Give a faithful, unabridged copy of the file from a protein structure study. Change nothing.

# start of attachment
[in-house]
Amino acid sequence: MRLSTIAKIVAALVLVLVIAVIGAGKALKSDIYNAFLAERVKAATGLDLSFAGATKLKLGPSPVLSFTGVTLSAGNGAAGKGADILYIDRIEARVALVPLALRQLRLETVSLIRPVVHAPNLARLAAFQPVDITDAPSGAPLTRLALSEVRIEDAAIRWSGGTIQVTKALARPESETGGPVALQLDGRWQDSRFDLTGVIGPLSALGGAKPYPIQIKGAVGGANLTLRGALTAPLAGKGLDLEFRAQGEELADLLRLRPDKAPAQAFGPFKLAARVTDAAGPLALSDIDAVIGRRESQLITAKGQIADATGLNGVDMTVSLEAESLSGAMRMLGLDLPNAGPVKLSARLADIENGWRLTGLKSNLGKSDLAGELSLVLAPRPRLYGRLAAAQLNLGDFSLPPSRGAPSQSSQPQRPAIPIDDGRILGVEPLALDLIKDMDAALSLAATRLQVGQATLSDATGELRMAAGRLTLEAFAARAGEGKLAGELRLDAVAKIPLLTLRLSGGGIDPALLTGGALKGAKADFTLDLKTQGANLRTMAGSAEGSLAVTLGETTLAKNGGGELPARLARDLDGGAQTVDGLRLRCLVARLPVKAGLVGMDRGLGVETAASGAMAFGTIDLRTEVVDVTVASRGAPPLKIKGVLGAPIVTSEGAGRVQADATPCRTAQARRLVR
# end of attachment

[in-house]
Amino acid sequence: MRLSTIAKIVAALVLVLVIAVIGAGKALKSDIYNAFLAERVKAATGLDLSFAGATKLKLGPSPVLSFTGVTLSAGNGAAGKGADILYIDRIEARVALVPLALRQLRLETVSLIRPVVHAPNLARLAAFQPVDITDAPSGAPLTRLALSEVRIEDAAIRWSGGTIQVTKALARPESETGGPVALQLDGRWQDSRFDLTGVIGPLSALGGAKPYPIQIKGAVGGANLTLRGALTAPLAGKGLDLEFRAQGEELADLLRLRPDKAPAQAFGPFKLAARVTDAAGPLALSDIDAVIGRRESQLITAKGQIADATGLNGVDMTVSLEAESLSGAMRMLGLDLPNAGPVKLSARLADIENGWRLTGLKSNLGKSDLAGELSLVLAPRPRLYGRLAAAQLNLGDFSLPPSRGAPSQSSQPQRPAIPIDDGRILGVEPLALDLIKDMDAALSLAATRLQVGQATLSDATGELRMAAGRLTLEAFAARAGEGKLAGELRLDAVAKIPLLTLRLSGGGIDPALLTGGALKGAKADFTLDLKTQGANLRTMAGSAEGSLAVTLGETTLAKNGGGELPARLARDLDGGAQTVDGLRLRCLVARLPVKAGLVGMDRGLGVETAASGAMAFGTIDLRTEVVDVTVASRGAPPLKIKGVLGAPIVTSEGAGRVQADATPCRTAQARRLVR